The author of For the Love of Jazz and Deadly Bloodlines, book one in her Deadly Series. She stumbled into writing romantic suspense because of her fascination with serial killers, but writes other genres because characters keep telling her their stories and she's a sucker for a crazy story.
What people say about Elke
“Elke knows how to create a page turner and will leave you begging for more”
“Elke is an up and coming author to watch”
Connect with Elke:
Amazon: http://myBook.to/DeadlyRace (universal link to all Amazon sites)
“I didn’t really have a relationship with her. She was someone I wanted, but she didn’t know how I felt until an hour ago.” Would she decide to kick him out of her apartment for either leading her on or being a complete ass?
She gripped the couch tightly and it collapsed beneath her hands. Her eyes narrowed to slits and her mouth twisted in anger. Here comes her emotional eruption. He braced himself.
“You put me through all of that for nothing?” She said it with so much control he wondered where she got it.
“It wasn’t nothing to me,” he reasoned.
“Wasn’t nothing? Do you know how many times I felt guilty because you had a girlfriend, or know how many nights I lay awake imagining I’d go to hell for the dirty thoughts I had about you in this apartment, inside and outside your car, even the examination table in your office?” She paced before him.
Jackson was speechless, and turned on, as he thought about everything she’d just mentioned. He remembered the night she kissed him in the car and wondered what would’ve happened if they hadn’t been interrupted, or if they’d been in a secluded area instead of outside her apartment.
“Hey!” she shouted, pulling him from his erotic thoughts of her spread out over the roof of his car.
“Stop that! You don’t get to have a fantasy in the middle of my rant. Got it?” Her index finger pointed at him.
He wanted to smile, but knew she’d probably knock his lights out if he did. “Please continue,” he said as politely and seriously as he could.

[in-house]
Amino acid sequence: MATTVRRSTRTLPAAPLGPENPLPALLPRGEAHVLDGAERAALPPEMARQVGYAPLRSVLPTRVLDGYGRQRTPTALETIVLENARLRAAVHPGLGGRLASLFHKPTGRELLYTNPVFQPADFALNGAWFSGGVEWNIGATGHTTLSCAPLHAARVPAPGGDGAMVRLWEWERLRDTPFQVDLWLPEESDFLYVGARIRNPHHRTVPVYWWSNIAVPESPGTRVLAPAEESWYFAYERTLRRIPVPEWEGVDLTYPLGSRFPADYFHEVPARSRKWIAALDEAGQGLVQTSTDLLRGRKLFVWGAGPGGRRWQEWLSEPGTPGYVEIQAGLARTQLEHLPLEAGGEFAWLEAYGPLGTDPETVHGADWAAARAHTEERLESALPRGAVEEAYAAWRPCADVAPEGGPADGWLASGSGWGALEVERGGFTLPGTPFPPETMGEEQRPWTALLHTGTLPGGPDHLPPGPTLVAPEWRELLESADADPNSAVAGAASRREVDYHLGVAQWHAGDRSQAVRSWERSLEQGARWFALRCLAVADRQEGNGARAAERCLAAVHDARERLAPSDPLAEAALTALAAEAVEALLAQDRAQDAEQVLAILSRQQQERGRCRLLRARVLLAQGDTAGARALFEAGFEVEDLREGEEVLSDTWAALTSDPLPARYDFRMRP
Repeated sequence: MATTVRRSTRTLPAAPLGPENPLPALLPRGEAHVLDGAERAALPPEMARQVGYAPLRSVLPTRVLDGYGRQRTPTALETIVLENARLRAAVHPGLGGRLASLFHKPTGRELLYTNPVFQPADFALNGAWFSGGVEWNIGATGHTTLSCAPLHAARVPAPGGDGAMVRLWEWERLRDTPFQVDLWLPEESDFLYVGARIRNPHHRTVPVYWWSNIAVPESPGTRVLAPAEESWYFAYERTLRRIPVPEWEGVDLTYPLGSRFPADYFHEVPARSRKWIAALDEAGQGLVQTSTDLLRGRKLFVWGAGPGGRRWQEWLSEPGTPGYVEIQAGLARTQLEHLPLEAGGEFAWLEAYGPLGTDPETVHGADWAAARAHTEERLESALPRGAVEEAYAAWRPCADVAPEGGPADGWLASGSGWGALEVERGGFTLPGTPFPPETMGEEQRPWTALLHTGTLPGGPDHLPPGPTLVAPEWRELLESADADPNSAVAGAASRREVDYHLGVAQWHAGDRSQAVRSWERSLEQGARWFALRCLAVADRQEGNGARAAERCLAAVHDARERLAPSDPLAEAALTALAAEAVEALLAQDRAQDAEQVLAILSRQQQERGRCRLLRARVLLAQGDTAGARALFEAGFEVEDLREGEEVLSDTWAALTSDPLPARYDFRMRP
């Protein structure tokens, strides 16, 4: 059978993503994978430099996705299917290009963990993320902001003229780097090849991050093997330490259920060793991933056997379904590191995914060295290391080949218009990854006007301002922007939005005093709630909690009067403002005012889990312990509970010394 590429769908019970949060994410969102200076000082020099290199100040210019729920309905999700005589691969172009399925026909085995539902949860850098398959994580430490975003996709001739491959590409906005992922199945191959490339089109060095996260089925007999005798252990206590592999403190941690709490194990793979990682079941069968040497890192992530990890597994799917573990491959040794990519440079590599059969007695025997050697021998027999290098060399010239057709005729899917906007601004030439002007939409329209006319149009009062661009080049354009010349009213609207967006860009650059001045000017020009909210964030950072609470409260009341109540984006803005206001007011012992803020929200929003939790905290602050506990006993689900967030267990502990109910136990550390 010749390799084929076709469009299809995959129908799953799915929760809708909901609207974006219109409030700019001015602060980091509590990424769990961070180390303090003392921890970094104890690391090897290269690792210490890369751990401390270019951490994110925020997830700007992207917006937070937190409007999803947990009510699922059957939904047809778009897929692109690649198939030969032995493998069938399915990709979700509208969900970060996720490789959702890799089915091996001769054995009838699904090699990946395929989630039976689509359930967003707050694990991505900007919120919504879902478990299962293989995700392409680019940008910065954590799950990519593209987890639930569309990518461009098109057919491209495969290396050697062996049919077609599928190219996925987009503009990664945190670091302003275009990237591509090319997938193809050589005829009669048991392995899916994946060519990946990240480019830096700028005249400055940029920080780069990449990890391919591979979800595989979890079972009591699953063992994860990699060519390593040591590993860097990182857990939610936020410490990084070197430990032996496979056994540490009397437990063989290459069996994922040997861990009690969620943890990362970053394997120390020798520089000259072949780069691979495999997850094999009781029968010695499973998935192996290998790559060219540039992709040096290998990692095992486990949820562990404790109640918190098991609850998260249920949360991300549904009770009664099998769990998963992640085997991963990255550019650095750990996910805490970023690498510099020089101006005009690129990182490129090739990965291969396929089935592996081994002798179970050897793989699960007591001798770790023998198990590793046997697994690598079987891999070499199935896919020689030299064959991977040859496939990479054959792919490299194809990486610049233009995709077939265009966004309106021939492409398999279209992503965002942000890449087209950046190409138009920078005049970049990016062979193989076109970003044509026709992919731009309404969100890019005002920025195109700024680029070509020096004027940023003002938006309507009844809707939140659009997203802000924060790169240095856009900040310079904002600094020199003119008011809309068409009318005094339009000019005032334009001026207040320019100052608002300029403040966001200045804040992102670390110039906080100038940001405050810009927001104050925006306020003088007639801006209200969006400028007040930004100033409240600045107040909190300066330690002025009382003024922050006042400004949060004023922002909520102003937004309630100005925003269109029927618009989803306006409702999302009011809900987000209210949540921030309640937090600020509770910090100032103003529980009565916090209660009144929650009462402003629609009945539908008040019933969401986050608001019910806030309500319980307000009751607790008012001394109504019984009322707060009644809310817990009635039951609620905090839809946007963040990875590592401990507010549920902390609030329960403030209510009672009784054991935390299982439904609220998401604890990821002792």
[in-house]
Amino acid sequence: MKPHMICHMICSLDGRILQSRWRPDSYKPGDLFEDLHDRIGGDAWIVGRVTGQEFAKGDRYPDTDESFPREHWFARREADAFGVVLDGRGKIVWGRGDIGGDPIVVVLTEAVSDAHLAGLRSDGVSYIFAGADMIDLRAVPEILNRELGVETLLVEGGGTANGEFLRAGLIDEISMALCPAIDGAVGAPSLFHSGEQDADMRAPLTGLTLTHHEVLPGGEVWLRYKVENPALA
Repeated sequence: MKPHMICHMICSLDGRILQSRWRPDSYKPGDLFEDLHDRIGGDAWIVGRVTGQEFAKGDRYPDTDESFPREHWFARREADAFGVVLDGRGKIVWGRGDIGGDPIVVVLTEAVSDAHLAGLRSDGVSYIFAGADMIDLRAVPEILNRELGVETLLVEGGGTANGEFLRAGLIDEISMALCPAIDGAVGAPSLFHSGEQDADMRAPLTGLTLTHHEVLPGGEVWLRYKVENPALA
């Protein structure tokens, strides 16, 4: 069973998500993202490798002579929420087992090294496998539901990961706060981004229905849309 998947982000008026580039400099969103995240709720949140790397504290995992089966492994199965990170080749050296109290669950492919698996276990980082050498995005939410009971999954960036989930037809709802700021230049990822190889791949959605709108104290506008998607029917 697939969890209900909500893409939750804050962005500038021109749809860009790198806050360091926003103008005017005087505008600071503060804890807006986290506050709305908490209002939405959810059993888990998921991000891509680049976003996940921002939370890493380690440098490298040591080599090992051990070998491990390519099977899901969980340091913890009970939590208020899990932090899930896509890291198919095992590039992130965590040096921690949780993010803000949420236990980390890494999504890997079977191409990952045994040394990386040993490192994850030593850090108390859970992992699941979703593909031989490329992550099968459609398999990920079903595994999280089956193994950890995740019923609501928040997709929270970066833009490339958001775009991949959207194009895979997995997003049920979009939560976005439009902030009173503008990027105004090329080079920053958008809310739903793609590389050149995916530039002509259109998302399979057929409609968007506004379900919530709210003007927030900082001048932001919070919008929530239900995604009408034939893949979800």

“Why couldn’t you be honest with me?” She ran a hand through her hair.
Honest about that? She couldn’t be serious? “Honest about wanting someone I hadn’t even told how I felt? I hardly knew you, Remy, and you wanted me to share something I’d kept secret for nearly two years?”
“Two years?” Her voice echoed in disbelief.
It sounded ridiculous to hear it out loud.
She must’ve thought so, too, because she laughed. It started as a light chuckle, but then escalated to full, out loud, boisterous laughter until it was so extreme she fell to the floor behind the couch.
He walked over to where she lay. “It’s not that funny,” he insisted.
She looked up at him with tears in her eyes and laughed harder.
“I’m glad you’re enjoying this at my expense.” He extended a hand to help her up, but she waved it away as another fit of laughter overtook her. “You might not believe this, but I’m incredibly shy.”
She roared louder and gestured with her hand for him to stop talking.
He couldn’t blame her for laughing. He’d been anything but shy around her. She had a knack for bringing out emotions in him that were less than passive, with her audaciousness and that unfiltered mouth of hers.